The element $ \frac{1}{|G|} \sum_{ g\in G} [g hg^{-1} ]$ in the group algebra is conjugacy invariant, and so acts by scalars on each irreducible representation. Because its trace on a representation with the character $\chi$ is $ \frac{1}{|G|} \sum_{ g\in G} \chi( g hg^{-1} ) = \frac{1}{|G|} \sum_{ g\in G} \chi( h )= \chi(h)$, its unique eigenvalue must be $\frac{\chi(h)}{\chi(1)}$. Hence for $h_1,h_2,h_3$ three elements of the group,

$$ \left( \frac{1}{|G|} \sum_{ g\in G} [g h_1g^{-1} ]\right) \left( \frac{1}{|G|} \sum_{ g\in G} [g h_2g^{-1} ]\right) \left( \frac{1}{|G|} \sum_{ g\in G} [g h_3g^{-1} ]\right) $$

acts on this representation with eigenvalue $\frac{ \chi(h_1) \chi(h_2) \chi(h_3)}{\chi(1)^3}$.

Now the group algebra, as a module over itself, is the sum over irreducible characters $\chi$ of $\chi(1) $ copies of the representation with character $\chi$. Hence the trace of this element on the group algebra is $$\sum_{\chi} \chi(1) \cdot \chi(1) \cdot \frac{ \chi(h_1) \chi(h_2) \chi(h_3)}{\chi(1)^3}= \sum_{\chi} \frac{ \chi(h_1) \chi(h_2) \chi(h_3)}{\chi(1)}.$$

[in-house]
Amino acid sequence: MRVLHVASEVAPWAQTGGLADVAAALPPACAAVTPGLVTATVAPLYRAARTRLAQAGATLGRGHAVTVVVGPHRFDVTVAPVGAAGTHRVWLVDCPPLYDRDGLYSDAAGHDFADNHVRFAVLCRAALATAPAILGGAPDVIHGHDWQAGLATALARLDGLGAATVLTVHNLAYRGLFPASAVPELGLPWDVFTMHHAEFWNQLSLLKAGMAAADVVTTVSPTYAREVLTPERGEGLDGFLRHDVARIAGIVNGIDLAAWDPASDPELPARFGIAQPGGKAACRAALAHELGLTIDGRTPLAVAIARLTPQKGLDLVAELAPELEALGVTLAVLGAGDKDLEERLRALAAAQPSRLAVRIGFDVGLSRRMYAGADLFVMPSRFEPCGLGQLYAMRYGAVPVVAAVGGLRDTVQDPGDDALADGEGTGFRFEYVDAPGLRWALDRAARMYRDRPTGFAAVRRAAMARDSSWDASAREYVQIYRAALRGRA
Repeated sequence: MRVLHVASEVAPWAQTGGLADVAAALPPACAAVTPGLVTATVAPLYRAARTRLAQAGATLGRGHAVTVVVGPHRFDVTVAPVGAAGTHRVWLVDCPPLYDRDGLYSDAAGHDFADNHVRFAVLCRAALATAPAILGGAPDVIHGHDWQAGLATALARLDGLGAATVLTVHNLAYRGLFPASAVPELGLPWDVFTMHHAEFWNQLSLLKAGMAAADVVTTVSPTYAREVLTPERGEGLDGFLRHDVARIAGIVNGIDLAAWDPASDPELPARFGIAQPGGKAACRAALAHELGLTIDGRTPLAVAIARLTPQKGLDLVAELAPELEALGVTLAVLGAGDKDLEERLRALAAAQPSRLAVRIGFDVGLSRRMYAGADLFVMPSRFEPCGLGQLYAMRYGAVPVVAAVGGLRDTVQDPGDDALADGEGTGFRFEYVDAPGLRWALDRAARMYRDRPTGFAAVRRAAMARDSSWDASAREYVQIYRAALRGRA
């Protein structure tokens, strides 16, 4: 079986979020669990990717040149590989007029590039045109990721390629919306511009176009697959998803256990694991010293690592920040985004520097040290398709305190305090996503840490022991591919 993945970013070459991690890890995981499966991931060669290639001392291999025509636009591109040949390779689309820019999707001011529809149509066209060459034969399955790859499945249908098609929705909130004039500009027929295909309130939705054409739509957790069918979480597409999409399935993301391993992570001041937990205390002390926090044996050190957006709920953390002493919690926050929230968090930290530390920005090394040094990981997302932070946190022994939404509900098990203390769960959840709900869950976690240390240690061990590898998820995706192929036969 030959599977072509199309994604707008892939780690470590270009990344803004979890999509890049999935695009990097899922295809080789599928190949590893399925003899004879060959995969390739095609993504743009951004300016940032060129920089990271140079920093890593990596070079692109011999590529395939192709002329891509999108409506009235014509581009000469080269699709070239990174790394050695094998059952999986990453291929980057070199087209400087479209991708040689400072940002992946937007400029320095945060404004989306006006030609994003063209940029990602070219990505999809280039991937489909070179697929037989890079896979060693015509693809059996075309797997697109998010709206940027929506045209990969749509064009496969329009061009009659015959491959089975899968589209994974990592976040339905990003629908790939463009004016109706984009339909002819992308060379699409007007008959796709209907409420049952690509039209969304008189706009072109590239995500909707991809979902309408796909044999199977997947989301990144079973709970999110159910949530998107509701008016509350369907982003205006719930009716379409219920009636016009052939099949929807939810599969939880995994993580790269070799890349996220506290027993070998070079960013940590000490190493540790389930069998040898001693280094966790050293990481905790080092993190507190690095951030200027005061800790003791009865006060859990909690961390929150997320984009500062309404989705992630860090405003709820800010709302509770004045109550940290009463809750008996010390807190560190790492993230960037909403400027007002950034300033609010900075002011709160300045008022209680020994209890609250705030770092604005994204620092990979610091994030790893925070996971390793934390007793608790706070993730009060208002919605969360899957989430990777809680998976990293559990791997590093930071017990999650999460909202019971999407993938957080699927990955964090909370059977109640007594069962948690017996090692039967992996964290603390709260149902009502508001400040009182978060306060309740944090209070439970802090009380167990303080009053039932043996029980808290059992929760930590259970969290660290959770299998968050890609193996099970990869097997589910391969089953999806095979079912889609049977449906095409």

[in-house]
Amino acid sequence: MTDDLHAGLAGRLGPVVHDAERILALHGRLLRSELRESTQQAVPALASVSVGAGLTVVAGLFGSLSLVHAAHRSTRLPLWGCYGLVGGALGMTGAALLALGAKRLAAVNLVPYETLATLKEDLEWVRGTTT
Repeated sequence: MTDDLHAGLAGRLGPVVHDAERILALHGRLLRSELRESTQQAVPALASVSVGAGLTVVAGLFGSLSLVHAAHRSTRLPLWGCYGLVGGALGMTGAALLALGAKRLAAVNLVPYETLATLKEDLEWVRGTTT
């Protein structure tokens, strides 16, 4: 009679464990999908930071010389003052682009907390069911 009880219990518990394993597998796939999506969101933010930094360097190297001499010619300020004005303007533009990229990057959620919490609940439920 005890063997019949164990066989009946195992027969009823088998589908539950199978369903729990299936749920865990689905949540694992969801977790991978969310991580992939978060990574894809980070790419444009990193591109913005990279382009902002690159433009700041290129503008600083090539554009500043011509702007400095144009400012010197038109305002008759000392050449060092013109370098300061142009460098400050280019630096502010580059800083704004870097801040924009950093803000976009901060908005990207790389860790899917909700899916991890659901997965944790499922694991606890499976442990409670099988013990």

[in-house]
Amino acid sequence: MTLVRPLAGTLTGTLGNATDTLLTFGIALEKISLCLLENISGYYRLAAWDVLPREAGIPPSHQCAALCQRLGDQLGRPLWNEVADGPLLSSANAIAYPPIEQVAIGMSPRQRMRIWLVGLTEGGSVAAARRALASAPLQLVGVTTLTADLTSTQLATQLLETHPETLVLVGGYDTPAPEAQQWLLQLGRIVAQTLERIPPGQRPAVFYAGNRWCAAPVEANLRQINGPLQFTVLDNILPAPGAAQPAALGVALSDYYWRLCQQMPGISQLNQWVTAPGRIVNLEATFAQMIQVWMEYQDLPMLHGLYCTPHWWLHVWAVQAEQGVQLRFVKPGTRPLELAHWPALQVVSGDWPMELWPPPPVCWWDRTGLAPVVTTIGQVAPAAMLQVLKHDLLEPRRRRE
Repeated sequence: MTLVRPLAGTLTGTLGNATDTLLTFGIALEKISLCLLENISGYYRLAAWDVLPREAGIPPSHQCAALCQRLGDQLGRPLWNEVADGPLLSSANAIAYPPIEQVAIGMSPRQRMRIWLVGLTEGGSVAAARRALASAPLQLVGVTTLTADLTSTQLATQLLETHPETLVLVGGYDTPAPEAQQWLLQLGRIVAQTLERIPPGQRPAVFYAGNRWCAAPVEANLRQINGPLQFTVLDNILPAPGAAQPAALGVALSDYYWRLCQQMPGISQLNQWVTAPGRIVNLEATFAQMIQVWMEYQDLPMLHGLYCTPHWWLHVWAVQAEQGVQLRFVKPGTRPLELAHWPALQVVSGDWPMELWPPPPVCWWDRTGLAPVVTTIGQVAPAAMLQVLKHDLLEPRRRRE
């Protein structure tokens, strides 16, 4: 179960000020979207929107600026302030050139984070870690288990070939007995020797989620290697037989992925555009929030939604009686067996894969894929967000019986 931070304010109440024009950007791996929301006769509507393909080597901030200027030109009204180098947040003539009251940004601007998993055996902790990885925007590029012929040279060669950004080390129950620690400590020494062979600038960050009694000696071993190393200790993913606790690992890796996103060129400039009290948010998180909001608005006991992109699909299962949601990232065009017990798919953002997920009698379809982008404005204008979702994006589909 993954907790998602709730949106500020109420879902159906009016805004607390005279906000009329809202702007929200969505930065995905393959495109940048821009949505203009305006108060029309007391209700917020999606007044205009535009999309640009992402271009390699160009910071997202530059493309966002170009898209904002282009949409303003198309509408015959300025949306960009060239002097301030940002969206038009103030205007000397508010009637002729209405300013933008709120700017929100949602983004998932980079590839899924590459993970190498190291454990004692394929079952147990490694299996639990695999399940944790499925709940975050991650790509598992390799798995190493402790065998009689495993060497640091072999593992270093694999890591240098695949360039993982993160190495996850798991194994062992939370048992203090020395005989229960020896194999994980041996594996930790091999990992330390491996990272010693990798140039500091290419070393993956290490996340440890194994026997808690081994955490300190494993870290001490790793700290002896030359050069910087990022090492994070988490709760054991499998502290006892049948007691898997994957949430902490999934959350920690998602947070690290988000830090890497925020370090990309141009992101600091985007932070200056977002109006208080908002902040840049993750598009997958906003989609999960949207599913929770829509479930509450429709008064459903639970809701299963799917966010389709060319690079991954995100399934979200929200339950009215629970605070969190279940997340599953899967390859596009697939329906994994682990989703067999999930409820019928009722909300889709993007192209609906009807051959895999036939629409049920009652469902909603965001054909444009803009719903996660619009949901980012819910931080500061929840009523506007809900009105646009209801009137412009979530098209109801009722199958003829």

On the other hand, the trace of an element of the group algebra on itself is the order of the group times the coefficient of $[1]$. The coefficient of $[1]$ in this particular element is $\frac{1}{ |G|^3}$ times the number of $g_1,g_2,g_3$ such that $g_1 h_1 g_1^{-1} g_2 h_2 g_2^{-1} g_3 h_3 g_3^{-1} =1$. This gives the combinatorial interpretation

$$\sum_{\chi} \frac{ \chi(h_1) \chi(h_2) \chi(h_3)}{\chi(1)} = \frac{1}{ |G|^2} \left| \{ g_1,g_2,g_3 \in G \mid g_1 h_1 g_1^{-1} g_2 h_2 g_2^{-1} g_3 h_3 g_3^{-1} =1 \}\right|$$

from which non-negativity is clear.

I would guess this is probably in the group theory literature somewhere but I wouldn't know where.

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    $\begingroup$ I think it is a known identity mathoverflow.net/a/226026/4312 $\endgroup$ – Fedor Petrov Oct 31 '19 at 20:26
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    $\begingroup$ Not an exact citation, but close to Serre's Topics in Galois Theory, theorem 7.2.1 (the case $k=3$). $\endgroup$ – MyNinthAccount Oct 31 '19 at 20:43

This is indeed well-known in the character theory literature, and goes back to Frobenius and Burnside. What you are calculating is a positive rational multiple of a class algebra constant, and class algebra constants are clearly non-negative.